Two Leaves and a Bud Blog

The Art of Making Tea

You drink it every day, but how does all that wonderful tea go from the gardens into a tea sachet?  With its incredible variety of tastes, textures and aromas that come from all over the world, you might think that there are a wide variety of tea plants that produce different sorts of tea.

The reality, however, is actually quite the contrary—similar to wine, tea comes from one plant, camellia sinensis.   The region, terrain and climate where camellia sinensis grows, along with different processing methods, is actually what lends tea its incredible variety.  With that in mind let’s explore how tea actually makes it from the garden into your cup.

To start, let’s walk through how a black tea is processed and made.  From there, we’ll point out minor differences that take place in the processing of green and white teas:

Step 1: The Plucking

In gardens across the world, pluckers are the beginnings of a great cuppa' tea. Moving around the garden to harvest different areas every six to 14 days, depending on the season, the plucker's skilled hands are the key to getting "good leaf."

That “good leaf” is then carried to the “tea factory” close to the garden, to begin the next process in preparation.

Step 2: Withering

Tea leaves are next laid out on a large bed of forced, blown air.  The air leads to the leaves withering – removing moisture from the leaf so that it reaches a dry, almost leathery texture.

Step 3: Rolling

Tea then goes through the rolling process. It is spread out on rolling tables, or rolling machines, that curl the leaf, tighten it and push out many of its oils. The previous withering step of the process is integral to rolling, because withering allows the leaf to reach a consistency that will keep it from breaking while being rolled.

The leaf is beginning to resemble the tea you are used to seeing in your average tea sachet—but there is still some processing that needs to occur before it’s ready for tasting.

Step 4: Fermentation

Fermentation is one of the most essential steps in tea processing.  Tea is laid out in a large, warm, humid room, and left to “ferment” (which is actually technically oxidation, not fermentation!).  As the tea begins reacting with the warm air, its flavor (and caffeine content) begins to develop.  At this point, experts at the tea factory have to use their senses, actually bringing large handfuls of the tea up to their noses and drawing in a deep breath.  When they decide that the tea’s flavor has reached its peak, they quickly stop the fermenting process before the tea has time to begin declining in flavor.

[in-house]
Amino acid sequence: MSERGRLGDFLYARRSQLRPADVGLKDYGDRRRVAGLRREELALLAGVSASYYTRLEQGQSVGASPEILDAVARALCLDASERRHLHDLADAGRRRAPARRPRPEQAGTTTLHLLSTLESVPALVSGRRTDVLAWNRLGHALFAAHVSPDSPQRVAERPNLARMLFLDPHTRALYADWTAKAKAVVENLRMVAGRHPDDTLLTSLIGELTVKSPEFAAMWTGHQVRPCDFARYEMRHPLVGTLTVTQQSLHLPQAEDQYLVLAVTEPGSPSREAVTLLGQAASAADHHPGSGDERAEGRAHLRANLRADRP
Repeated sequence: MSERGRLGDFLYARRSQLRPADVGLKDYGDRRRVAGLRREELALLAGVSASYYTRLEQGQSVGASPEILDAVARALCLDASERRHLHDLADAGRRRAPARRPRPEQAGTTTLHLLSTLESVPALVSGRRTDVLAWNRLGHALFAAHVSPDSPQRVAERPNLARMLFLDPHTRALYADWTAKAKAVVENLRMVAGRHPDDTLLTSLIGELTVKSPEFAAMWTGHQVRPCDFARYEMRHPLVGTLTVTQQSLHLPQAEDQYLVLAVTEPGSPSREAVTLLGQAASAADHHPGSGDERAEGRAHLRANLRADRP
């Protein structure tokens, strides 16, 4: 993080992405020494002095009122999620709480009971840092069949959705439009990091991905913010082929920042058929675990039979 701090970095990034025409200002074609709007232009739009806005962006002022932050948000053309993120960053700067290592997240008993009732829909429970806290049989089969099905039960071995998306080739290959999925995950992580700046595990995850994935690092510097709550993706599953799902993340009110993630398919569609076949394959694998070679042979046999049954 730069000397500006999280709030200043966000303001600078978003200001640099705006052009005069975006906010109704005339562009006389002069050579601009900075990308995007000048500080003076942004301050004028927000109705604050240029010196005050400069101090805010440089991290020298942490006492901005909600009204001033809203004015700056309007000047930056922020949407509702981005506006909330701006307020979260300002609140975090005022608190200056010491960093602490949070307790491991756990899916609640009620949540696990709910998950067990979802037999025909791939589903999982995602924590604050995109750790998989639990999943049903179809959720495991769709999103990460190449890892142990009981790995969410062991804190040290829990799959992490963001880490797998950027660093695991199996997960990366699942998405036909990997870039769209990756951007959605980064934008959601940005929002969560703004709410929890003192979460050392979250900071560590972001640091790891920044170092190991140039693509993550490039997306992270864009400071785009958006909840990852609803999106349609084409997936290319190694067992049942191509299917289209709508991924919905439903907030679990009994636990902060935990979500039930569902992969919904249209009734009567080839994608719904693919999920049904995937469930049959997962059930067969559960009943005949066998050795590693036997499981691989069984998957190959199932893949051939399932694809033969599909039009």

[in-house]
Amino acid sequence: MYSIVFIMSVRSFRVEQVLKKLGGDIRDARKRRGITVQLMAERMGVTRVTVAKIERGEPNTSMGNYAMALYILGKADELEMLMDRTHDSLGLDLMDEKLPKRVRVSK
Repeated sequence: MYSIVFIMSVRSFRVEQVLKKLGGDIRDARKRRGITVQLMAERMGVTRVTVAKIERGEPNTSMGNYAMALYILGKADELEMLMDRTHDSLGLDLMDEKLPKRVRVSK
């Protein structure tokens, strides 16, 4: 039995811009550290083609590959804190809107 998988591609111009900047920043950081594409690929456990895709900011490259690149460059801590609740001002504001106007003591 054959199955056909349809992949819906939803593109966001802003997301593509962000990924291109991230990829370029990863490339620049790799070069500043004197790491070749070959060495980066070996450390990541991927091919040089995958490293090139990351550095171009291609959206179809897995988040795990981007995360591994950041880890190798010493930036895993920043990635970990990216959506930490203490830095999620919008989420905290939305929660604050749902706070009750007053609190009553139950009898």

Tea's flavors, aroma and caffeine contents develops during fermentation.

How does the tea factory stop oxidation from occurring?  By firing the tea.  Tea is quickly heated, which dries the tea and halts its chemical reaction with the warm air.  It also now takes on the form most tea drinkers are used to seeing in a two leaves and a bud tea sachet – a crisp, crackly leaf loaded with flavor.

Step 5: Firing

How does the tea factory stop oxidation from occurring?  By firing the tea.  Tea is quickly heated, which dries the tea and halts its chemical reaction with the warm air.  It also now takes on the form most tea drinkers are used to seeing in a two leaves and a bud tea sachet – a crisp, crackly leaf loaded with flavor.

Different Types of Tea Require Different Processing

So, what’s the difference in processing of green and white teas?  The above black tea processing method largely remains in effect, with a few tweaks here or there.

Green Tea

Green tea is actually never withered.  It goes through a steaming, or roasting process that brings the tea to an appropriate rolling texture.  Green tea also goes through a much lighter fermentation process, keeping its flavors at a “smoother” level, while also keeping caffeine content very light.

White Tea

Not only is white tea not withered, it is also air-dried and fired at a much lower temperature.  This keeps the young white tea leaf’s subtle, delicate flavors intact.

Herbal Teas

If right now you’re saying, “Wait a moment: herbal teas? Those aren’t teas at all!” you’d be absolutely correct.  Herbal teas are simply a collection of different herbs, and so they don’t go through the same robust processing method described below!

There’s our quick tutorial regarding tea processing.  Any questions?

2 COMMENTS ON THIS POST To “The Art of Making Tea”

  • Kim Bittner

    March 5, 2011 at 6:14 pm

    So is oolong tea considered green or black tea? Thanks for the article.

  • Kim Bittner

    March 5, 2011 at 6:18 pm

    So which catagory does oolong tea fall into ?

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